Pulp, not fiction: The persistence of print

by Tianna G. Hansen, Asst. Editor

In an age where nearly everything has turned digital (and as a community, we have lately transitioned to a very virtual existence by necessity), the persistence of print remains evident.

I personally covet hard and paperback copies of books more than staring at yet another screen; though the benefits of e-books are tried and true, I have yet to transition (even as a Millennial who owns a Nook, now rudely out of date) to choosing e-books over the experience of smelling pages, flipping through to note my progress and salivating over the way ink looks. My husband is constantly laughing at the way I read a book, because it’s not just about reading to me – it’s experiencing.

The experience isn’t any different than the thrill I feel on press day when our papers are published at Times Publishing Newspapers, Inc. That fresh smell of newsprint straight off the press is unrivaled. The bright flash of colors on the page right in front of you, the ability to touch (and often taste, ha!) the stories. This is what we are all about here, and what we have maintained for 25 years, nearly 26 now. We take pride in bringing our print papers in front of you; we take pride in being a trusted news source in our community.

And as a family business, we continue to endure and survive through a pandemic—no small feat for any business, as any owner will know.

Now feels like a fitting time to revisit a bit of our history and what makes Times Publishing Newspapers, Inc. stand out from others in our industry. Today, we are 10 hyper-local newspapers published monthly throughout Bucks County, built on the dream of our Publisher, paper by paper.

It began with the Morrisville Times (if you ask Donna, she’ll tell you, smiling, that she sold and designed ads, took photos, wrote articles, and published the paper completely on her own – with a baby on her hip, no less). The newspaper continued to grow, and Donna added more territories, bringing Mark on board as Editor.

While it’s never been simple, it’s always been worthwhile. We’ve had to make some transitions as we’ve survived the past two years, but we’ve managed to keep our heads above water and dedicate our papers to the heart of what matters: you.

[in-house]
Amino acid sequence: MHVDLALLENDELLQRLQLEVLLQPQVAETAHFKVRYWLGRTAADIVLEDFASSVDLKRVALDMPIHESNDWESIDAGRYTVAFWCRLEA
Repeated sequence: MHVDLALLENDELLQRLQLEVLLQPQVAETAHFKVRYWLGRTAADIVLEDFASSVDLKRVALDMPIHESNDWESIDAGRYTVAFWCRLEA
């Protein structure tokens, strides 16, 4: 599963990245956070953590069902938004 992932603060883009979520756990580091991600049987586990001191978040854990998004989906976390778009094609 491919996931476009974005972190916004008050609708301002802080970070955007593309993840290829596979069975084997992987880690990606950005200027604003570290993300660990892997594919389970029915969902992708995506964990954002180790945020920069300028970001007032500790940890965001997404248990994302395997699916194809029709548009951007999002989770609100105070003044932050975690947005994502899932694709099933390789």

To us, it’s always been about community. We are the “good news” – the backbone of what makes a community strong; what keeps us going when times get tough. A light that shines when the rest of the world seems very dark. We continue glimmering, shining our light for others to follow. A leader of the pack in many regards, we have held to our small business traditions, supporting and upholding nonprofits and the foundation of what keeps a community together and moving strong.

I am proud, as Assistant Editor who also manages some other parts of the business, to feel like an integral part of this business and its growth, but I am never prouder than I am when I admire the way Donna, as our Publisher, has pivoted (and continues to do) throughout this pandemic; she pirouettes through times of personal struggle, and she makes it appear easy. She does what I believe not many others could ever do, and she is someone who deserves all the recognition owed.

“As a newspaper publisher, I take responsibility for what is delivered to our 324,000 readers in Bucks County,” Donna says. “We are the heartbeat of the community, delivered to your homes.”

Times Publishing was honored at Bucks County Economic Development Corporation’s 62nd Annual Meeting last month for our commitment to expand the economic base in Bucks County. We couldn’t be more honored and continue to look ahead at a future of serving our community and giving you our very best.

I’d personally like to give a standing ovation to Donna Allen, Publisher, as well as her partner-in-business (and in life) Mark Allen, Editor. They both have taught me priceless lessons, about life as well as business, in the four years I’ve been privileged enough to grow alongside them. Thank you, especially and most of all, for enduring and keeping us all afloat!

It’s pulp, not fiction after all: the persistence of print.

PHOTO CAP: Tianna G. Hansen, Asst. Editor

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